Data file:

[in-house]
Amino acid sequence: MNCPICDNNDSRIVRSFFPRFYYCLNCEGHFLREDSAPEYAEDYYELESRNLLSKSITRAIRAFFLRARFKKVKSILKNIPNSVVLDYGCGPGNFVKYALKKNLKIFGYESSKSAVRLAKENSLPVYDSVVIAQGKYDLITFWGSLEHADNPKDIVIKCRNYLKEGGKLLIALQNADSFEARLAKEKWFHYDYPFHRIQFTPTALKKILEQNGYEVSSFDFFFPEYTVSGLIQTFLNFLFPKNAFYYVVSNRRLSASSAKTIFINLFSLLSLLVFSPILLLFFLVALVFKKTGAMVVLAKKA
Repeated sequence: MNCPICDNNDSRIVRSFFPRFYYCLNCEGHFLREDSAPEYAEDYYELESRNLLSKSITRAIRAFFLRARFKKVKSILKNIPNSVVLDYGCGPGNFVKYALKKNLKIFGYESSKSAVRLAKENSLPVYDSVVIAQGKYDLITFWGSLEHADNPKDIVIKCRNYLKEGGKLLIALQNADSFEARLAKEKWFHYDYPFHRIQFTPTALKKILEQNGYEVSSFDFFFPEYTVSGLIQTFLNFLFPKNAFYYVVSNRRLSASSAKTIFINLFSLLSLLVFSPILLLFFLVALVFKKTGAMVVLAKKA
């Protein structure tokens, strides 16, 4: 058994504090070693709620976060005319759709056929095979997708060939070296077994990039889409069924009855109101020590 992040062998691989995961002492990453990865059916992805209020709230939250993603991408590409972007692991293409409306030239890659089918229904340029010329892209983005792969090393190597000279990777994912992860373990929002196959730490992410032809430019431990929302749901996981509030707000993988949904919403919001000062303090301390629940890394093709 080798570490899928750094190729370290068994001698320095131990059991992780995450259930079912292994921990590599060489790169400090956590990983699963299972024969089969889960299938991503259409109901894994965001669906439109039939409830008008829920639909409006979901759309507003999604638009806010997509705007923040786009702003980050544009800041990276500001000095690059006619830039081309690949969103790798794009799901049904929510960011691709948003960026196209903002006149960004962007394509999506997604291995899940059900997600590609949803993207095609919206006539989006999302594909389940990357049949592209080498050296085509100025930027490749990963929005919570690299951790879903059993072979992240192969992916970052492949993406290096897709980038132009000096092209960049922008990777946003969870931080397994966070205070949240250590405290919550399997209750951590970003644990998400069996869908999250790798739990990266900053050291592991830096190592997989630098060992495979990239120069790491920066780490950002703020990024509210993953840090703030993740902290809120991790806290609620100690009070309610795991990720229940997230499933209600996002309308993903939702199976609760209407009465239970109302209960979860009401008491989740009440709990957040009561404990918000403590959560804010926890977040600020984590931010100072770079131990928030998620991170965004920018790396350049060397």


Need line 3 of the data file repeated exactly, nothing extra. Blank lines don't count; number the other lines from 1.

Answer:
Repeated sequence: MNCPICDNNDSRIVRSFFPRFYYCLNCEGHFLREDSAPEYAEDYYELESRNLLSKSITRAIRAFFLRARFKKVKSILKNIPNSVVLDYGCGPGNFVKYALKKNLKIFGYESSKSAVRLAKENSLPVYDSVVIAQGKYDLITFWGSLEHADNPKDIVIKCRNYLKEGGKLLIALQNADSFEARLAKEKWFHYDYPFHRIQFTPTALKKILEQNGYEVSSFDFFFPEYTVSGLIQTFLNFLFPKNAFYYVVSNRRLSASSAKTIFINLFSLLSLLVFSPILLLFFLVALVFKKTGAMVVLAKKA